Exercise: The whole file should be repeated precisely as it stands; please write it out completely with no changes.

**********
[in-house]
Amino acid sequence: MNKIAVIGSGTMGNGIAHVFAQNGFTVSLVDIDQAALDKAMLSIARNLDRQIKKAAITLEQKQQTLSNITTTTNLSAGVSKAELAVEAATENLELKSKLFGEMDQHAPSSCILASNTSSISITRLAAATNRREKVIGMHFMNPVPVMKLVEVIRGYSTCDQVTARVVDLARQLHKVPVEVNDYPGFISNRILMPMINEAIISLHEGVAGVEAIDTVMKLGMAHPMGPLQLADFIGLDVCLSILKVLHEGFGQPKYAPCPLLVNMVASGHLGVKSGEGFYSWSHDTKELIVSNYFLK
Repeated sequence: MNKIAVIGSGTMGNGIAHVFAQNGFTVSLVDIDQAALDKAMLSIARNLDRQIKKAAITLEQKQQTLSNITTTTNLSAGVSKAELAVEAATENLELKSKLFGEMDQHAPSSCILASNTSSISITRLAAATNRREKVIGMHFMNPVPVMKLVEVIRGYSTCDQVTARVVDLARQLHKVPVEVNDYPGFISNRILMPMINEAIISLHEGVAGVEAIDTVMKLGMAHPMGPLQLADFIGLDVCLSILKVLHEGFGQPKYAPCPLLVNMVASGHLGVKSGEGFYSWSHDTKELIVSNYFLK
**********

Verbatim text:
[in-house]
Amino acid sequence: MNKIAVIGSGTMGNGIAHVFAQNGFTVSLVDIDQAALDKAMLSIARNLDRQIKKAAITLEQKQQTLSNITTTTNLSAGVSKAELAVEAATENLELKSKLFGEMDQHAPSSCILASNTSSISITRLAAATNRREKVIGMHFMNPVPVMKLVEVIRGYSTCDQVTARVVDLARQLHKVPVEVNDYPGFISNRILMPMINEAIISLHEGVAGVEAIDTVMKLGMAHPMGPLQLADFIGLDVCLSILKVLHEGFGQPKYAPCPLLVNMVASGHLGVKSGEGFYSWSHDTKELIVSNYFLK
Repeated sequence: MNKIAVIGSGTMGNGIAHVFAQNGFTVSLVDIDQAALDKAMLSIARNLDRQIKKAAITLEQKQQTLSNITTTTNLSAGVSKAELAVEAATENLELKSKLFGEMDQHAPSSCILASNTSSISITRLAAATNRREKVIGMHFMNPVPVMKLVEVIRGYSTCDQVTARVVDLARQLHKVPVEVNDYPGFISNRILMPMINEAIISLHEGVAGVEAIDTVMKLGMAHPMGPLQLADFIGLDVCLSILKVLHEGFGQPKYAPCPLLVNMVASGHLGVKSGEGFYSWSHDTKELIVSNYFLK